Next up, how do you sort your photos? Well I hope it's by folders as that's how Darktable really likes to do it.
Alright, thats just the way I like to do it

My photos are sorted by Year then a sub-folder for events in that year, I'd recommend using the Film Roll mode in collected images as the Folders view shows everything in that year recursively from every sub folder, I've yet to find a setting to show only the selected folder but filmroll works in that way to start with.
There still is filtering by camera, lens, ISO, mm and all that good stuff. About my only gripe is that I'm not able to apply star ranking or color label within the darktable tab and only applicable while in the lighttable tab.

More than just Darktable

If you're used to using HDR and Panoramic tools within Photoshop/Lightroom itself then you've got more ground to cover.
You'll need to use Hugin for Panoramics, and Luminance for HDR (Photomatix does offer a Linux client to their software but it's 1.0.2, very old at this point so I wouldn't bother). More on HDR shortly!

Panoramic


Hugin seems complex and manual but it's actually quite automated, there are times when a panoramic I'm trying to pull doesn't just "go" with the first attempt, giving a guide to hugin would eat up a lot of this post so I'd recommend grabbing the latest build from hugins site and fire up a YouTube search.
Bonus use! If you do artwork that doesn't fit on your scanner Hugin comes in handy to stitch scanned artwork together and I've never had to fuss with it, gets it perfect every time.

HDR

I did make mention of LuminanceHDR but personally if you want an HDR that looks super clean and not the hyper crazy psychedelic look some HDR photos have you'll want to make it by hand! However if you dig that look in your photos then I'm sure Luminance will get you there!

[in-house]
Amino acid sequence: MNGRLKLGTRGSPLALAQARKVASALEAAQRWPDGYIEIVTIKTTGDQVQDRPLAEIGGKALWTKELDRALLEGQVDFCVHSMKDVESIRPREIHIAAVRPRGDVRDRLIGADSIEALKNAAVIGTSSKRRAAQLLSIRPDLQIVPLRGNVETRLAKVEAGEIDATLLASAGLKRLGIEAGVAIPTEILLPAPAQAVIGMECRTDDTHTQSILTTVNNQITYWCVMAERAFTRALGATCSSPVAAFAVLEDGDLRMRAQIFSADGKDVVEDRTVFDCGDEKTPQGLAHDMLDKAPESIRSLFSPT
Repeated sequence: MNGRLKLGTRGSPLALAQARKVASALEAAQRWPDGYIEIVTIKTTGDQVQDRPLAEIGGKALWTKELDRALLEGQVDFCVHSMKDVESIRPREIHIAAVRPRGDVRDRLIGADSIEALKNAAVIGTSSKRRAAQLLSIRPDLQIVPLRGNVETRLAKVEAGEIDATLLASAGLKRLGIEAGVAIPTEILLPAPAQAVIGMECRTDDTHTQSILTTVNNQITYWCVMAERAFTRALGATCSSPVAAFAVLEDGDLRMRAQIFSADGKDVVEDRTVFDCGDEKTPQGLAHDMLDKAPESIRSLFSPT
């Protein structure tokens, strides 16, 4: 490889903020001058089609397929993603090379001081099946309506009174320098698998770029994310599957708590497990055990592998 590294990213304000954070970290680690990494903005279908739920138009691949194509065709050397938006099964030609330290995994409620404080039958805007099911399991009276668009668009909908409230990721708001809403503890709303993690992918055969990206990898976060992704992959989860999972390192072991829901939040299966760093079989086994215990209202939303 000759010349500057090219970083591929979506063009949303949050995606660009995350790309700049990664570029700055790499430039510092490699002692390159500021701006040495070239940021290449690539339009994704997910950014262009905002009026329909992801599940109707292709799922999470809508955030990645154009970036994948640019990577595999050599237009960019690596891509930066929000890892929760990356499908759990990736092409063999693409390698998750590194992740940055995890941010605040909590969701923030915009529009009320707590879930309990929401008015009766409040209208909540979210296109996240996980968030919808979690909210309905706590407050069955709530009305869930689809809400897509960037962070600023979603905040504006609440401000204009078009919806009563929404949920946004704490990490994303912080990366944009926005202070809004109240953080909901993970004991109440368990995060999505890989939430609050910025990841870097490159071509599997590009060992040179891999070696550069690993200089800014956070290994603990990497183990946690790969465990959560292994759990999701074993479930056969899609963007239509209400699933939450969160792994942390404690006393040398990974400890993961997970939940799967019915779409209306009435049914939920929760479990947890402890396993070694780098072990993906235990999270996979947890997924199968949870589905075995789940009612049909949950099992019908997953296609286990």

I'll admit for the longest time I've only used automated software to make HDR images and with my HDR software choices being limited with the move to penguin land I actually stopped making them for a while.
Now the following is completely obtainable in Photoshop, just on my end I never put in the effort to try it by hand as the automated process was "good enough". With that said

Here are some examples of what I mean. The first one is an HDR merge from Photoshop that I took my time making. Second image is from LuminanceHDR and finally the third one is done by hand in GIMP.

By no means is this a pure example of "see this is better than everything ever", but more of a realistic example that automation can't really give you everything. Actually going in and doing a nice clean realistic HDR by hand gave me an image I was much happier with. The sky isn't a blurry mess and the colors are more proper and accurate and there is depth in places I felt were washed out. By no means is this perfect but much happier with the result!